Mark Doty Poetry

All by Mark Doty, 2002 Featured Poet

Golden Retrievals

Fetch? Balls and sticks capture my attention
seconds at a time. Catch? I don’t think so.
Bunny, tumbling leaf, a squirrel who’s–oh
Joy– actually scared. Sniff the wind, then

I’m off again: muck, pond, ditch, residue
of any thrilling dead thing. And you?
Either you’re sunk in the past, half our walk,
thinking of what you never can bring back,

or else you’re off in some fog concerning
–tomorrow, is that what you call it? My work:
to unsnare time’s warp (and woof!), retrieving,
my haze-headed friend, you. This shining bark,

a Zen master’s bronzy gong, calls you here,
entirely, now: bow-wow, bow-wow, bow-wow.

A Green Crab’s Shell

Not, exactly, green:
closer to bronze
preserved in kind brine

something retrieved
from a Greco-Roman wreck,
patinated and oddly

muscular. We cannot
know what his fantastic
legs were like–

though evidence
suggests eight
complexly folded

scuttling works
of armament, crowned
by the foreclaws’

gestures of menace
and power. A gull’s
gobbled the center,

a shocking, Giotto blue.
Though it smells
of seaweed and ruin,

this little traveling case
comes with such lavish lining!
imagine breathing

surrounded by
the brilliant rinse
of summer’s firmament.

What color is
the underside of skin?
Not so bad, to die,

if we could be opened
into this—
if the smallest chambers

of ourselves,
revealed some sky.

New Dog

Jimi and Tony
can’t keep Dino,
their cocker spaniel;
Tony’s too sick,
the daily walks
more pressure
than pleasure,
one more obligation
that can’t be met.

And though we already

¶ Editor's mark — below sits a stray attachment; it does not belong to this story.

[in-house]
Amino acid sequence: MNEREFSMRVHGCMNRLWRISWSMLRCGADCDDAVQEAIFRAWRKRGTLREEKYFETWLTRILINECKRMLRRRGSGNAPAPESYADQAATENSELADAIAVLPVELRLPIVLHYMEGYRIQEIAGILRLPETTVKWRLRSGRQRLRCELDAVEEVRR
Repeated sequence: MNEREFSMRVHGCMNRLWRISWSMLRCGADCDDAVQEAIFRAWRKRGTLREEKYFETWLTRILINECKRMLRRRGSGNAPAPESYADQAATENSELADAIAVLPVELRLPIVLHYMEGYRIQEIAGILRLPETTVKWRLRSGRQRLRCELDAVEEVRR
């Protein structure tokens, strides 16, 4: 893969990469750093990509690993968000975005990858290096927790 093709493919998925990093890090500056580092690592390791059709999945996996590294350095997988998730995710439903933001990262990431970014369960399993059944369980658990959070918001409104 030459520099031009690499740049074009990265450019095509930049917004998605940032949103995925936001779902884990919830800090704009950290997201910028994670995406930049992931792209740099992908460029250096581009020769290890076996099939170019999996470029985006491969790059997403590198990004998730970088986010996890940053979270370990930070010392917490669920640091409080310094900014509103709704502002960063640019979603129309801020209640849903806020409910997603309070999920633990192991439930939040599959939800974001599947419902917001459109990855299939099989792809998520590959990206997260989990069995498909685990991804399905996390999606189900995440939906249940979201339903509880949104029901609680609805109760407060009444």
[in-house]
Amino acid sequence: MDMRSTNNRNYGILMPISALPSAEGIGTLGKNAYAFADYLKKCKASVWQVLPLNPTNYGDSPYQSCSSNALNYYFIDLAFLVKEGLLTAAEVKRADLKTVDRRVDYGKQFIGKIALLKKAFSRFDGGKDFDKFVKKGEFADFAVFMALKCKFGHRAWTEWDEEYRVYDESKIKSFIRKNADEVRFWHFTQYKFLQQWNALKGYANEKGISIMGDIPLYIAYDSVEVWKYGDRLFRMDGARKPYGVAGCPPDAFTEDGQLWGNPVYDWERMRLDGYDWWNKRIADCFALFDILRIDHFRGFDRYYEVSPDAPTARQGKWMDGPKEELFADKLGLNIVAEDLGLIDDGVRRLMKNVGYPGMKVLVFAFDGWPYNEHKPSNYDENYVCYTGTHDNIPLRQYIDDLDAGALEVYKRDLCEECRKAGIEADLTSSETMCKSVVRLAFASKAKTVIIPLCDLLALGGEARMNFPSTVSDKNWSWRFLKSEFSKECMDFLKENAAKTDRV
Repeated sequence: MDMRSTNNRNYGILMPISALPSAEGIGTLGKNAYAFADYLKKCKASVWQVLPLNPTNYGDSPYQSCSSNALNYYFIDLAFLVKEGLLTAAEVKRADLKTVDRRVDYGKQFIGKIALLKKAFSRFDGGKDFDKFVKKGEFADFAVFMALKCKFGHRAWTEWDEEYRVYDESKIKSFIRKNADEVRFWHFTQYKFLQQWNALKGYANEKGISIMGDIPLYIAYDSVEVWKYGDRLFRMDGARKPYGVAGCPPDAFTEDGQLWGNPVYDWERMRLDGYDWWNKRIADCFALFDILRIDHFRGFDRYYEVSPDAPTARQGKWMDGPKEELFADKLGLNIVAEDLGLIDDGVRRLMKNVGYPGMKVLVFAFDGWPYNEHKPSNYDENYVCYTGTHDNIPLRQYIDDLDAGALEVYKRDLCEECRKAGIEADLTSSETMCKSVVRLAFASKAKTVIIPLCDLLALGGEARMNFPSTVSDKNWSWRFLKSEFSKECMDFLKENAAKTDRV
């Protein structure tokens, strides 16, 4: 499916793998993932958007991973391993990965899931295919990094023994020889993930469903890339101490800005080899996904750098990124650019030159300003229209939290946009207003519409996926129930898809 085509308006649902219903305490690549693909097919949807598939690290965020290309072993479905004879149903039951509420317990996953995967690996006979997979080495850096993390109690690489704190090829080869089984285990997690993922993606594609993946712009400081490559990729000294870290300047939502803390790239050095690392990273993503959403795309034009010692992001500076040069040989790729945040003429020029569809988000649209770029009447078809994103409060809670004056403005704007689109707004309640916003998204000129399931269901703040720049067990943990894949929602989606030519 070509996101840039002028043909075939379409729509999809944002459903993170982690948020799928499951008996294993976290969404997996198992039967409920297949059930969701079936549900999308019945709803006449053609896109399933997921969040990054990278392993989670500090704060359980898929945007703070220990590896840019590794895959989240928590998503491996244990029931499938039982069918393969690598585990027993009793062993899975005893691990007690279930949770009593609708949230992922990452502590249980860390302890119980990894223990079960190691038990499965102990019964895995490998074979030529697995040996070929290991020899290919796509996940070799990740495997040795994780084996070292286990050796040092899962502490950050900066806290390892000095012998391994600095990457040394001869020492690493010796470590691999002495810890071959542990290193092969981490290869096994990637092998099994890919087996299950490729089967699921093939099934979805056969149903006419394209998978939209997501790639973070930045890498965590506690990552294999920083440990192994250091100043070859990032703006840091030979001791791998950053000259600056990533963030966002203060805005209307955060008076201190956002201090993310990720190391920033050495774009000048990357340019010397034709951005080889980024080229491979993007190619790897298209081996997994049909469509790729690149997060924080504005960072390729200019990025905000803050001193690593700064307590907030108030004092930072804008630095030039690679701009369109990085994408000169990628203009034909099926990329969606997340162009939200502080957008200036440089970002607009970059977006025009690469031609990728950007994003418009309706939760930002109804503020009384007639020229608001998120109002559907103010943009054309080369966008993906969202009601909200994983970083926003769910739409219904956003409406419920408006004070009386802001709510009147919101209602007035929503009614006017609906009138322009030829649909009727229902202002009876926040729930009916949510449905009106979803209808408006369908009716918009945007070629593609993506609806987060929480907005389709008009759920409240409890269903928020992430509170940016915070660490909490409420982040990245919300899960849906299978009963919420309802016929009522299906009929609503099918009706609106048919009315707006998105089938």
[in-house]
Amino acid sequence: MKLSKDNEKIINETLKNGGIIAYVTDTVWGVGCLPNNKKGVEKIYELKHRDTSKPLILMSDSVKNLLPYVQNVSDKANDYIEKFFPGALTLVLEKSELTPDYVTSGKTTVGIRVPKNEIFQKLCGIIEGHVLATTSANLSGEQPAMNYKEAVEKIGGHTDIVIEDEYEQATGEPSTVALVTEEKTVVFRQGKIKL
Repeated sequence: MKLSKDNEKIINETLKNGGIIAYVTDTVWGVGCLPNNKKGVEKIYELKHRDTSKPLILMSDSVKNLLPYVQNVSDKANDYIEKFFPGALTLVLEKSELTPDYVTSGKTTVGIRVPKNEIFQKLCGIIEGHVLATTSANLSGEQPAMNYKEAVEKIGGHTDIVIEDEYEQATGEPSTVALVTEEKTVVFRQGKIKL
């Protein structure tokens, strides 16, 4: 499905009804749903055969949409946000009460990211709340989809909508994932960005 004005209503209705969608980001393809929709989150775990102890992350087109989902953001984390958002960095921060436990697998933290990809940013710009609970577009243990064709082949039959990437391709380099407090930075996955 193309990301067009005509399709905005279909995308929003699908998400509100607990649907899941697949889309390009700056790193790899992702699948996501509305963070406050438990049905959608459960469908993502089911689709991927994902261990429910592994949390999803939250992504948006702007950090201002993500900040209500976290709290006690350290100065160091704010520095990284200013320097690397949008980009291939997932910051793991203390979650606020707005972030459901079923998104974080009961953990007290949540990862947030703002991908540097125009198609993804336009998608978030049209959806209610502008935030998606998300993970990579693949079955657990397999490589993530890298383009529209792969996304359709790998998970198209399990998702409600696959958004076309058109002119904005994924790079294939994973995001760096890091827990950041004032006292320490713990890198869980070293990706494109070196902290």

have a dog, Wally
wants to adopt,
wants something small
and golden to keep
next to him and
lick his face.
He’s paralyzed now
from the waist down,

whatever’s ruining him
moving upward, and
we don’t know
how much longer
he’ll be able to pet
a dog. How many men
want another attachment,
just as they’re
leaving the world?

Wally sits up nights
and says, I’d like
some lizards, a talking bird,
some fish. A little rat.

So after I drive
to Jimi and Tony’s
in the Village and they
meet me at the door and say,
We can’t go through with it,

we can’t give up our dog,
I drive to the shelter
–just to look– and there
is Beau: bounding and
practically boundless,
one brass concatenation
of tongue and tail,
unmediated energy,
too big, wild,

perfect. He not only
licks Wally’s face
but bathes every
irreplaceable inch
of his head, and though
Wally can no longer
feed himself he can lift
his hand, and bring it
to rest on the rough gilt

flanks when they are,
for a moment, still.
I have never seen a touch
so deliberate.
It isn’t about grasping;
the hand itself seems
almost blurred now,
softened, though
tentative only

because so much will
must be summoned,
such attention brought
to the work– which is all
he is now, this gesture
toward the restless splendor,
the unruly, the golden,
the animal, the new.

My Tattoo

I thought I wanted to wear
the Sacred Heart, to represent
education through suffering,

how we’re pierced to flame.
But when I cruised
the inkshop’s dragons,

cobalt tigers and eagles
in billowy smokes,
my allegiance wavered.

Butch lexicons,
anchors and arrows,
a sailor’s iconic charms—

tempting, but none
of them me. What noun
would you want

spoken on your skin
your whole life through?
I tried to picture what

I’d never want erased
and saw a fire-ring corona
of spiked rays,

flaring tongues
surrounding—an emptiness,
an open space?

I made my mind up.
I sat in the waiting room chair.
Then something (my nerve?

faith in the guy
with biker boots
and indigo hands?)

wavered. It wasn’t fear;
nothing hurts like grief,
and I’m used to that.

His dreaming needle
was beside the point;
don’t I already bear

the etched and flaring marks
of an inky trade?
What once was skin

Has turned to something
made; written and revised
beneath these sleeves:

hearts and banners,
daggers and flowers and names.
I fled. Then I came back again;

Isn’t there always
a little more room
on the skin? It’s too late

to be unwritten,
and I’m much too scrawled
to ever be erased.

go ahead: prick and stipple
and ink me in:
I’ll never be naked again.

From here on out,
I wear the sun,
albeit blue.